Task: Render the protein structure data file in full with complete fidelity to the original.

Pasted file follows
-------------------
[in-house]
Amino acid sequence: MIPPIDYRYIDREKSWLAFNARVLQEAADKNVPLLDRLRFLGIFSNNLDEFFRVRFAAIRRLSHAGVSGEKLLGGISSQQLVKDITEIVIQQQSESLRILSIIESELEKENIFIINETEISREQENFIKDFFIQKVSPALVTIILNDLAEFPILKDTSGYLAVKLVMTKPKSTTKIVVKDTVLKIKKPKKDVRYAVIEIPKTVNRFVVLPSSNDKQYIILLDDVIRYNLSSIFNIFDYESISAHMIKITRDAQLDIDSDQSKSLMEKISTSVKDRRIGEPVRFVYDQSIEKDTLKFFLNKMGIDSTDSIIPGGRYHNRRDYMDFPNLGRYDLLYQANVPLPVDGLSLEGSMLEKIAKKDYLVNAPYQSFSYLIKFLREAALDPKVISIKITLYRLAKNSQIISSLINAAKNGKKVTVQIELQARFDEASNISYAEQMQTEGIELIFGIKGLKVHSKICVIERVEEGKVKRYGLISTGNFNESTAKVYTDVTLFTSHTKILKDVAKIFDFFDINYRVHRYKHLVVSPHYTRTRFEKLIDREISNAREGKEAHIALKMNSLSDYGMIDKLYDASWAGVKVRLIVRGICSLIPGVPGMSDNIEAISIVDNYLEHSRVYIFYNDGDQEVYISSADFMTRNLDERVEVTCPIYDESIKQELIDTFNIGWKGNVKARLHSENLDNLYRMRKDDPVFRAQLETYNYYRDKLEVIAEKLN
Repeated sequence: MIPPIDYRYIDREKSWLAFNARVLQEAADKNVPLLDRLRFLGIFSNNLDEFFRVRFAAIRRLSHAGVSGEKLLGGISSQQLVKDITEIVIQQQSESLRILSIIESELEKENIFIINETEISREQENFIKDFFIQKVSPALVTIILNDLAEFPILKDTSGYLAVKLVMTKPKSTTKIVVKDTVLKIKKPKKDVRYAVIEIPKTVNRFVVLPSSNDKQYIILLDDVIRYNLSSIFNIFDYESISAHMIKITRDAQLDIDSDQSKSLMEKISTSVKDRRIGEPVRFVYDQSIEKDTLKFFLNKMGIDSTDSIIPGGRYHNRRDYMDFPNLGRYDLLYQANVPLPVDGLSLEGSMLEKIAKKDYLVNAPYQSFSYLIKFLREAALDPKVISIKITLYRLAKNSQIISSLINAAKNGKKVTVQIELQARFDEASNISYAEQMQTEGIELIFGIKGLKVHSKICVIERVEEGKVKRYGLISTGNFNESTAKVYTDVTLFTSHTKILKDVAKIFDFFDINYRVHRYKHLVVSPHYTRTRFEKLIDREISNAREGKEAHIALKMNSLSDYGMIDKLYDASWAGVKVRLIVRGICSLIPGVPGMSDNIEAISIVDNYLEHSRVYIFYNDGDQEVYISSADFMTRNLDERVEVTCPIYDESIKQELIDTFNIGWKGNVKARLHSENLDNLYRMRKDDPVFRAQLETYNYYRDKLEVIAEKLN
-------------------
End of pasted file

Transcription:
[in-house]
Amino acid sequence: MIPPIDYRYIDREKSWLAFNARVLQEAADKNVPLLDRLRFLGIFSNNLDEFFRVRFAAIRRLSHAGVSGEKLLGGISSQQLVKDITEIVIQQQSESLRILSIIESELEKENIFIINETEISREQENFIKDFFIQKVSPALVTIILNDLAEFPILKDTSGYLAVKLVMTKPKSTTKIVVKDTVLKIKKPKKDVRYAVIEIPKTVNRFVVLPSSNDKQYIILLDDVIRYNLSSIFNIFDYESISAHMIKITRDAQLDIDSDQSKSLMEKISTSVKDRRIGEPVRFVYDQSIEKDTLKFFLNKMGIDSTDSIIPGGRYHNRRDYMDFPNLGRYDLLYQANVPLPVDGLSLEGSMLEKIAKKDYLVNAPYQSFSYLIKFLREAALDPKVISIKITLYRLAKNSQIISSLINAAKNGKKVTVQIELQARFDEASNISYAEQMQTEGIELIFGIKGLKVHSKICVIERVEEGKVKRYGLISTGNFNESTAKVYTDVTLFTSHTKILKDVAKIFDFFDINYRVHRYKHLVVSPHYTRTRFEKLIDREISNAREGKEAHIALKMNSLSDYGMIDKLYDASWAGVKVRLIVRGICSLIPGVPGMSDNIEAISIVDNYLEHSRVYIFYNDGDQEVYISSADFMTRNLDERVEVTCPIYDESIKQELIDTFNIGWKGNVKARLHSENLDNLYRMRKDDPVFRAQLETYNYYRDKLEVIAEKLN
Repeated sequence: MIPPIDYRYIDREKSWLAFNARVLQEAADKNVPLLDRLRFLGIFSNNLDEFFRVRFAAIRRLSHAGVSGEKLLGGISSQQLVKDITEIVIQQQSESLRILSIIESELEKENIFIINETEISREQENFIKDFFIQKVSPALVTIILNDLAEFPILKDTSGYLAVKLVMTKPKSTTKIVVKDTVLKIKKPKKDVRYAVIEIPKTVNRFVVLPSSNDKQYIILLDDVIRYNLSSIFNIFDYESISAHMIKITRDAQLDIDSDQSKSLMEKISTSVKDRRIGEPVRFVYDQSIEKDTLKFFLNKMGIDSTDSIIPGGRYHNRRDYMDFPNLGRYDLLYQANVPLPVDGLSLEGSMLEKIAKKDYLVNAPYQSFSYLIKFLREAALDPKVISIKITLYRLAKNSQIISSLINAAKNGKKVTVQIELQARFDEASNISYAEQMQTEGIELIFGIKGLKVHSKICVIERVEEGKVKRYGLISTGNFNESTAKVYTDVTLFTSHTKILKDVAKIFDFFDINYRVHRYKHLVVSPHYTRTRFEKLIDREISNAREGKEAHIALKMNSLSDYGMIDKLYDASWAGVKVRLIVRGICSLIPGVPGMSDNIEAISIVDNYLEHSRVYIFYNDGDQEVYISSADFMTRNLDERVEVTCPIYDESIKQELIDTFNIGWKGNVKARLHSENLDNLYRMRKDDPVFRAQLETYNYYRDKLEVIAEKLN